Anyone who owns a car can tell you that they are expensive and it’s more than the monthly car payment that most drivers have, which some drivers lucky enough to have a paid for car can avoid. Even if your ride is paid for, there are still maintenance items like tires and hoses, fuel, oil changes, and other charges like tolls and that’s before you get into the required insurance. AAA has looked at a bunch of different vehicle types and come up with some hard numbers for how much it cost to drive your vehicle per mile.
The costs get cheaper the more you drive each year with the composite average for 10,000 miles per year at average 73.54 cents per mile. Put 15,000 miles per year on your ride and the cost drops to average 56.46 cents per mile and if you go at least 20,000 miles yearly costs decline to average 49.44 cents per mile.
The numbers that AAA came up with take into account fuel, maintenance items, insurance, repairs, licensing, registration, taxes, depreciation, and finance costs. A chart is offered so you can figure your cost per mile for your car and your area, because it varies depending on where you live. I know it costs much more to register a car each year in Colorado than it does in Texas, to the tune of about four times as much.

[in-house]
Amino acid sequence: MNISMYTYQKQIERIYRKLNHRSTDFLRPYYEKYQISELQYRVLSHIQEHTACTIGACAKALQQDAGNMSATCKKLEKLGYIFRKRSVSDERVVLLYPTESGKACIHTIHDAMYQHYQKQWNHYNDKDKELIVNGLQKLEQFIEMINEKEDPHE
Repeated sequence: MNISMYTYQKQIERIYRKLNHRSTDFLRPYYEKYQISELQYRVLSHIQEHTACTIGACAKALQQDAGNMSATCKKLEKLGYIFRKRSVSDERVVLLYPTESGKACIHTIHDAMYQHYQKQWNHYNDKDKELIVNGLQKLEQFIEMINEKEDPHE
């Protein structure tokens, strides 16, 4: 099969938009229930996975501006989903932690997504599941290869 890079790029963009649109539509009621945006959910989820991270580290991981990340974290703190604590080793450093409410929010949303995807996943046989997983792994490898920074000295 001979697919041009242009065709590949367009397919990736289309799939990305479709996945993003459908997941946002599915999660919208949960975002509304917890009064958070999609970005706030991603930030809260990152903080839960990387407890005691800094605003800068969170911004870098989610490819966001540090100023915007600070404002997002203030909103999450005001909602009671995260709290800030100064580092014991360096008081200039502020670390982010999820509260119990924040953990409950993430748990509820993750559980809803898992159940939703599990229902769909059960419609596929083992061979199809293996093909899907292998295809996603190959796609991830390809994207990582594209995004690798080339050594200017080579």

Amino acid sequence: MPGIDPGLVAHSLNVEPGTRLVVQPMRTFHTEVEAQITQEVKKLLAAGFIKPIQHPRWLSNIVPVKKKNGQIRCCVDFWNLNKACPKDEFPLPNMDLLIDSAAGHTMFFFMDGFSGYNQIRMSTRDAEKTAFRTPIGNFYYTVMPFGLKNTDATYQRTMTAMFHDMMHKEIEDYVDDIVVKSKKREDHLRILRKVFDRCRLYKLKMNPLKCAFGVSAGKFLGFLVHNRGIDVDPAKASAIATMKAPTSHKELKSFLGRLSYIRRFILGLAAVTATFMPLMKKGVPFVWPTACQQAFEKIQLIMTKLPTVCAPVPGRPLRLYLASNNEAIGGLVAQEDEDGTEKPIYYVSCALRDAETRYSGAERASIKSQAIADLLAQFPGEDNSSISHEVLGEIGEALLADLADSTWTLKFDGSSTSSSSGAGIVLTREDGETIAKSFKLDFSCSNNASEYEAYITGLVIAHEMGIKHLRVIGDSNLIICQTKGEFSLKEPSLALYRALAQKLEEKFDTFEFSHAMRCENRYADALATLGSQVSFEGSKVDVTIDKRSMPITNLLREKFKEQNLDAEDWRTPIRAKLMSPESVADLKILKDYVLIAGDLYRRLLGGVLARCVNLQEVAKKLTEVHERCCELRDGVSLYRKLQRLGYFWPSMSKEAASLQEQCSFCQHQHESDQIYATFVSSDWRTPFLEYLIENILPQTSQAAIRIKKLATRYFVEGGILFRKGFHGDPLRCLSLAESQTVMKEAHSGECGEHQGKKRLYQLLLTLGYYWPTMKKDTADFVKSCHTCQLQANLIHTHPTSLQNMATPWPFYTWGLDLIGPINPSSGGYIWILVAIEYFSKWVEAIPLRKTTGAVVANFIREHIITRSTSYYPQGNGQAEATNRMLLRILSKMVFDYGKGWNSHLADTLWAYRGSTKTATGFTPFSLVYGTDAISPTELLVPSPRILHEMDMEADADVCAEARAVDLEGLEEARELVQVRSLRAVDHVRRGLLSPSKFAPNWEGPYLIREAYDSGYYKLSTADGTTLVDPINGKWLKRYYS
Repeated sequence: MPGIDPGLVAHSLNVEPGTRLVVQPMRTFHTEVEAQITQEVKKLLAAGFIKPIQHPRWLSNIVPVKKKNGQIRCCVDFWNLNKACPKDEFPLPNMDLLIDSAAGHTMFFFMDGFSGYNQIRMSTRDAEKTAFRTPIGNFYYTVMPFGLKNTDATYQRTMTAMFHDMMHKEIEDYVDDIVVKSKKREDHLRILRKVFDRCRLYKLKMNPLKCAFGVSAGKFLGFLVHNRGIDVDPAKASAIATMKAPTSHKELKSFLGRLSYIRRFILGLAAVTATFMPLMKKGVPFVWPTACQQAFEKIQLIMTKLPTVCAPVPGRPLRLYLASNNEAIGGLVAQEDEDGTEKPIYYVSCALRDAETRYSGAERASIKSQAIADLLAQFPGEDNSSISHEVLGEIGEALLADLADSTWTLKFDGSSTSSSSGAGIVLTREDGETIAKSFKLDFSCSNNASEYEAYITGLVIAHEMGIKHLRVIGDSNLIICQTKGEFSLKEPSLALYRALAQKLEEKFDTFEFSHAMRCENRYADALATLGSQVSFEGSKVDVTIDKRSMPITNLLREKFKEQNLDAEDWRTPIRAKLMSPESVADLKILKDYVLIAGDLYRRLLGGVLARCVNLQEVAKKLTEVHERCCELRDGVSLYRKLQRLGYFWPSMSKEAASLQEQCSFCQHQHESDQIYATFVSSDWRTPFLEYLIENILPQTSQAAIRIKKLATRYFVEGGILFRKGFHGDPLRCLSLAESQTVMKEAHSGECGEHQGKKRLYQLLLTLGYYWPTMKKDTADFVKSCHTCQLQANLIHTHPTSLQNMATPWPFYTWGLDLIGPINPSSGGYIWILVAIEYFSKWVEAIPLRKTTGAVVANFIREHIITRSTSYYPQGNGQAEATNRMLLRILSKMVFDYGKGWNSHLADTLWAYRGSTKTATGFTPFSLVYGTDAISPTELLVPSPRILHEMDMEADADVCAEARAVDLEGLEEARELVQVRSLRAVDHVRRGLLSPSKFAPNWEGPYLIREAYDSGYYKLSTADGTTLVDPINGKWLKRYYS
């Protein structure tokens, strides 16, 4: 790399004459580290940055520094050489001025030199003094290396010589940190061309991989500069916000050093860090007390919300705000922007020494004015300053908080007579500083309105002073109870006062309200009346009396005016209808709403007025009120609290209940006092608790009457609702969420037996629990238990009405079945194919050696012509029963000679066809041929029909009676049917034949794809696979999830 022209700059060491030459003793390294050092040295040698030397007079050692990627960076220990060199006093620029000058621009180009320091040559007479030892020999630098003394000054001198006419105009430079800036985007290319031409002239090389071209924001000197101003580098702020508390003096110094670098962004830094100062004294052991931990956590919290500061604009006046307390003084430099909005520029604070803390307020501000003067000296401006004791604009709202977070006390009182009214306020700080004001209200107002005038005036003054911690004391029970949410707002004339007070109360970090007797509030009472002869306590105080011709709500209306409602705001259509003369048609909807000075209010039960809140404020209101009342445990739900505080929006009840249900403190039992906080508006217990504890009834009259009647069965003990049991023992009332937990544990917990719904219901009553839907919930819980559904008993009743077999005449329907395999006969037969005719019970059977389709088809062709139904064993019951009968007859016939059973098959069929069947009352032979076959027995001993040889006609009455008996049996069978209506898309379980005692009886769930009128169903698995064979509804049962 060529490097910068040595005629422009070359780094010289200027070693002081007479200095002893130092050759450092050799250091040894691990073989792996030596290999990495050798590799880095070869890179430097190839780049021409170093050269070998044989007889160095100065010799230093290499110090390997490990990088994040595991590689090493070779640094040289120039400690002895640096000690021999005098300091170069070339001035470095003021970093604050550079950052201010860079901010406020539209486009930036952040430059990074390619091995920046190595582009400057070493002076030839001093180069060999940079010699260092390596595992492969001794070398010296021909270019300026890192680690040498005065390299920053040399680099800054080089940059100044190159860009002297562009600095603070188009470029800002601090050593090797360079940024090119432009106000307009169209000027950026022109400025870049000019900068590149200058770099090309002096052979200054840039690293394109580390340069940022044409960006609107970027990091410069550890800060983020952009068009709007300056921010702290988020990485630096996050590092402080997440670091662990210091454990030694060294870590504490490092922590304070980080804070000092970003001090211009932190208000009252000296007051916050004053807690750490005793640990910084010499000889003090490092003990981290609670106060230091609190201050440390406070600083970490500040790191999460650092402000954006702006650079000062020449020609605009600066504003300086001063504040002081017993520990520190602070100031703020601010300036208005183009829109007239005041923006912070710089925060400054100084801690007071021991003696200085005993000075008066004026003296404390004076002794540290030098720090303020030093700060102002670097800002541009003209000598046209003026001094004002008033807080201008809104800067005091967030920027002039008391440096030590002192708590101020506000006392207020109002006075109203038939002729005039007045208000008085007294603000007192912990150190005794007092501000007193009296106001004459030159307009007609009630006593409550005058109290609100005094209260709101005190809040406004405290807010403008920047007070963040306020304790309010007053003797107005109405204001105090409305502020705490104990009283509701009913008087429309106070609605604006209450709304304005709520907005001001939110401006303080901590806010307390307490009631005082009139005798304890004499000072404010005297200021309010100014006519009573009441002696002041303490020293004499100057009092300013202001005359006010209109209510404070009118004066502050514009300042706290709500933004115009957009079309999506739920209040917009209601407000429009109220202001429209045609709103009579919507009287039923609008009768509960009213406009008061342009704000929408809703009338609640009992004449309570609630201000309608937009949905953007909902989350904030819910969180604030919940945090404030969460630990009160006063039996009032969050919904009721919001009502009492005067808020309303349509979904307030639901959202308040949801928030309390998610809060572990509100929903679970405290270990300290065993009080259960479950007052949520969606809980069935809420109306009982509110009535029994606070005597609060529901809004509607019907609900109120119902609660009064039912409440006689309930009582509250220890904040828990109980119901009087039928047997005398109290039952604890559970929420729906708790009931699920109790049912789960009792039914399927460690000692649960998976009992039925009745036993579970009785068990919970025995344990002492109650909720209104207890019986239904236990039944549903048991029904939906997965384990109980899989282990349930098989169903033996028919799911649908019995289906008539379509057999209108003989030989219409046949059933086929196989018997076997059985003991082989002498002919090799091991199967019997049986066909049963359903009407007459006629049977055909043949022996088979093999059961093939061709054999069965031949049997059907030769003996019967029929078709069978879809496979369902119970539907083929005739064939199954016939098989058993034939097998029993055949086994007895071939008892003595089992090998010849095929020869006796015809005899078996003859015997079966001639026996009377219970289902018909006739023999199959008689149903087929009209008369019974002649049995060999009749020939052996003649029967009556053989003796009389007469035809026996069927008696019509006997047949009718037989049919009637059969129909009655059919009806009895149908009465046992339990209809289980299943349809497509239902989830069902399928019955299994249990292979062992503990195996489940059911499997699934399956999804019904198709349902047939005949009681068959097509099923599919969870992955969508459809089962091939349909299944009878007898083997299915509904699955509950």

AAA does give a disclaimer for its data looking at 2017, “The Your Driving Costs study employs a proprietary AAA methodology to analyze the costs of owning and operating a new vehicle in the United States, using data from a variety of sources, including Vincentric LLC. AAA significantly enhanced the methodology used to calculate Your Driving Costs for 2017. Therefore, driving cost numbers in this edition are not directly comparable to those in earlier editions.”
Anyway you look at the data, owning and driving a car is expensive. In some larger cities commuters are able to avoid owning a car by taking public transportation. In many areas a car isn’t a luxury, it’s a necessity to get to your job. The interesting part of the data to me is that it gets cheaper the more you drive, I would have through the opposite would be correct with increased wear and fuel costs leading to more expense. AAA conducts all sorts of studies on driving, back in 2015 it found that hands free devices were still a distraction to drivers.
Download (PDF): AAA driving cost study